Blog | Investing Tips

What is an ex-dividend date?

by Angela Thompson, Senior Digital Marketing Manager, Sharesight | Mar 24th 2022

The ex-dividend date is one of the four key dates you need to be aware of as a dividend investor, along with the announcement date, record date and payment date. It’s important to understand how the ex-dividend date works and the impact it can have on stock prices, plus how you can use this knowledge to your advantage in your investing strategy.

This article covers:

Ex-dividend dates and their impact explained_Sharesight

How does the ex-dividend date work?

A stock’s ex-dividend date is usually set one business day before the record date. The ex-dividend date is the date by which you need to own the dividend-paying stock in order to receive the upcoming dividend payment. If you purchase shares of the stock on or after this date, you will be ineligible for the upcoming dividend payment and the seller will receive the dividend payment instead.

Important dividend dates

When it comes to dividends, there are four important dates for investors to keep in mind:

Announcement date

  • The announcement date (also known as the announce date or declaration date) is the date on which a company’s board of directors announces the next dividend it will pay to its shareholders.
  • The announcement will include the ex-dividend price which will be paid to shareholders. This is typically a dollar amount per share owned – for example, $0.12 per share.
  • The announcement will also include the date that the dividend will be paid (the payment date), and the cut-off date by which an investor must hold that stock in order to earn the dividend (the record date).

Record date

  • The record date is the cut-off date established by the company to determine which shareholders are eligible to receive a dividend.
  • An investor must be on the company’s shareholder record on this date in order to receive the dividend payment.

Ex-dividend date

  • Once the record date is set, the ex-dividend date, also known as the ex-date, ex-entitlement date, or reinvestment date (or ex-distribution date when referring to funds or trusts) is determined based on the rules of the stock exchange on which the security is traded.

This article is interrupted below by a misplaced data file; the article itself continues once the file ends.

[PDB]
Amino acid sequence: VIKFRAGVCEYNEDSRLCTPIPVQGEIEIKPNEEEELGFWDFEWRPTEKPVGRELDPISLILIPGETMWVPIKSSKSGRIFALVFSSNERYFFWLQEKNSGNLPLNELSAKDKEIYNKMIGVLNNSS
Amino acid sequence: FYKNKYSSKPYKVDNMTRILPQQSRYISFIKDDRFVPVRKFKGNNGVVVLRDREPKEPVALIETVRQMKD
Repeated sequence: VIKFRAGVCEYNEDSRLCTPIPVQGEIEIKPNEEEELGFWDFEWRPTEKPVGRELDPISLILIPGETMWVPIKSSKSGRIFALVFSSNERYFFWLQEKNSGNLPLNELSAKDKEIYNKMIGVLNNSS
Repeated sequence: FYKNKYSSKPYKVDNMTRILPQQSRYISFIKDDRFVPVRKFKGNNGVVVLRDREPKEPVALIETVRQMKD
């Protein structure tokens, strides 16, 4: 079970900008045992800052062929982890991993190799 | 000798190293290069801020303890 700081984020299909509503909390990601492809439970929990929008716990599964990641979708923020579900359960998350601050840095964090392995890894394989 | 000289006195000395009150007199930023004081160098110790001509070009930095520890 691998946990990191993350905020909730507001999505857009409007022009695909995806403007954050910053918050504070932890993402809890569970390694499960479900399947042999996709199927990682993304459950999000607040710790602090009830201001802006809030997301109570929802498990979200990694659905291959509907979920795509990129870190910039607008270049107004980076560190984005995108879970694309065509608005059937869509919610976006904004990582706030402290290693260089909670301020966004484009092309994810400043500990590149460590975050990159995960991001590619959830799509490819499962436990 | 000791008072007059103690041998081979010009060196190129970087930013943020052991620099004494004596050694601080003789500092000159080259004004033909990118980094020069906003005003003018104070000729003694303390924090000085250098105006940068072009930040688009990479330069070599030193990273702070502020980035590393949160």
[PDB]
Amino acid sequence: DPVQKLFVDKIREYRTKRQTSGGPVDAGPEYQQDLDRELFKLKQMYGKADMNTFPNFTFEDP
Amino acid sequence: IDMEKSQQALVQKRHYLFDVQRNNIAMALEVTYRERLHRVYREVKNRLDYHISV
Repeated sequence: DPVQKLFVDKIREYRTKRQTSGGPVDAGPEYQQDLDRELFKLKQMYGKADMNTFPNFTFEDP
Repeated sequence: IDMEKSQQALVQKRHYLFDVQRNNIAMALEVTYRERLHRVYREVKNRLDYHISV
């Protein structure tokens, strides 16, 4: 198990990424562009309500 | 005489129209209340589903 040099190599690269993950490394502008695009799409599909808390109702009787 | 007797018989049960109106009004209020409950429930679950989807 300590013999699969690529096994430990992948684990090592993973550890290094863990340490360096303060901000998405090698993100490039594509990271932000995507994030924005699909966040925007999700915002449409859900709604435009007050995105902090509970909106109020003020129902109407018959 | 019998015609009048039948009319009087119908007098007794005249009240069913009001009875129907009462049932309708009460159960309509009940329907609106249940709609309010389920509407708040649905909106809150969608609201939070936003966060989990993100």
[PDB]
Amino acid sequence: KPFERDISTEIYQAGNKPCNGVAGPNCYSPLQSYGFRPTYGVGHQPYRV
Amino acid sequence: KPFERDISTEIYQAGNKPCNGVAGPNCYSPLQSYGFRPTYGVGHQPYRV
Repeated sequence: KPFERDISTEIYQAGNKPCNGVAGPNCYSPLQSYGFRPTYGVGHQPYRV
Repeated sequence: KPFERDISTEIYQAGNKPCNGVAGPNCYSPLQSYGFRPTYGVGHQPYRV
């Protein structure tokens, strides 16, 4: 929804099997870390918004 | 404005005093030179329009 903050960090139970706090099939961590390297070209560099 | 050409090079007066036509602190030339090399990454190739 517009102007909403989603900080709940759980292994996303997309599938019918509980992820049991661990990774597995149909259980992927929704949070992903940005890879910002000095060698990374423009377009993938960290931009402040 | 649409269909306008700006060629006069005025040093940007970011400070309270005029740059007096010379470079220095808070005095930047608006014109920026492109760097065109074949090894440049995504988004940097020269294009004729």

• Typically, the ex-dividend date is one business day before the record date.
  • This is required because when you buy or sell a stock, the trade often takes two business days to fully settle. This is known as "T+2" settlement.
  • If you purchase and hold a security before its ex-dividend date, you will receive the next dividend. Conversely, if you purchase a security after the ex-dividend date, you will not receive the dividend.

Payment date

  • The payment date or pay date is the date when dividend or distribution checks are sent or deposited into investor accounts.
  • If a shareholder has opted into a company’s dividend reinvestment plan, then the dividends or distributions will be reinvested in lieu of a cash payment.

How often do dividends get paid?

The frequency of dividend payments will depend on the individual company, with some companies paying dividends monthly, quarterly, semiannually or annually. In some cases, this can also depend on the origin country of the dividend-paying stock. In the US, for example, most companies tend to pay dividends quarterly, while in Australia it is more common to receive dividend payments semiannually. It should also be noted that in some cases, a company may pay a special dividend in addition to its regular dividend, often due to an unusually strong financial performance.

An example of a dividend announcement and payout

To help explain how dividends are announced and paid out, here’s a real-life example of a recent dividend paid by Apple (NASDAQ: AAPL).

apple dividend Source: nasdaq.com

As can be seen from the screenshot above, on January 27, 2022, Apple declared a cash dividend of $0.22 per share, to be paid on February 10, 2022. The dividend’s ex-date was February 4, 2022, meaning shareholders who owned shares in Apple prior to this date were eligible to receive the dividend, whereas those who purchased shares on or after this date were not.

This is how the dividend payout would have been calculated for a shareholder who owned 1,000 shares of Apple prior to February 4:

Shares held prior to dividend’s ex-date Dividend per share Dividend paid
1,000 $0.22 1,000 x 0.22 = $220

Based on this example, on February 10 Apple would have sent the investor a $220 cash dividend in the form of a cheque or bank deposit.

The impact of dividend dates on stock prices

While a stock’s dividend history plays into its popularity amongst dividend investors, the announcement and payment cut-off dates also have an effect on its price. Here’s a breakdown of which dates to keep in mind when deciding to buy or sell a particular stock.

Announcement date

The announcement date is important because a change in the expected dividend or distribution payment can cause the security to quickly rise or fall as investors respond to new expectations.

For example, if a company that usually pays a dividend announces a dividend that is lower than expected (or no dividend at all), the market may interpret it as a sign that the company is having financial difficulties, and the price will go down. While in reality the company may have decided to use its profits to hire more people or increase its R&D budget, market sentiment is the ultimate decider when it comes to the stock’s price.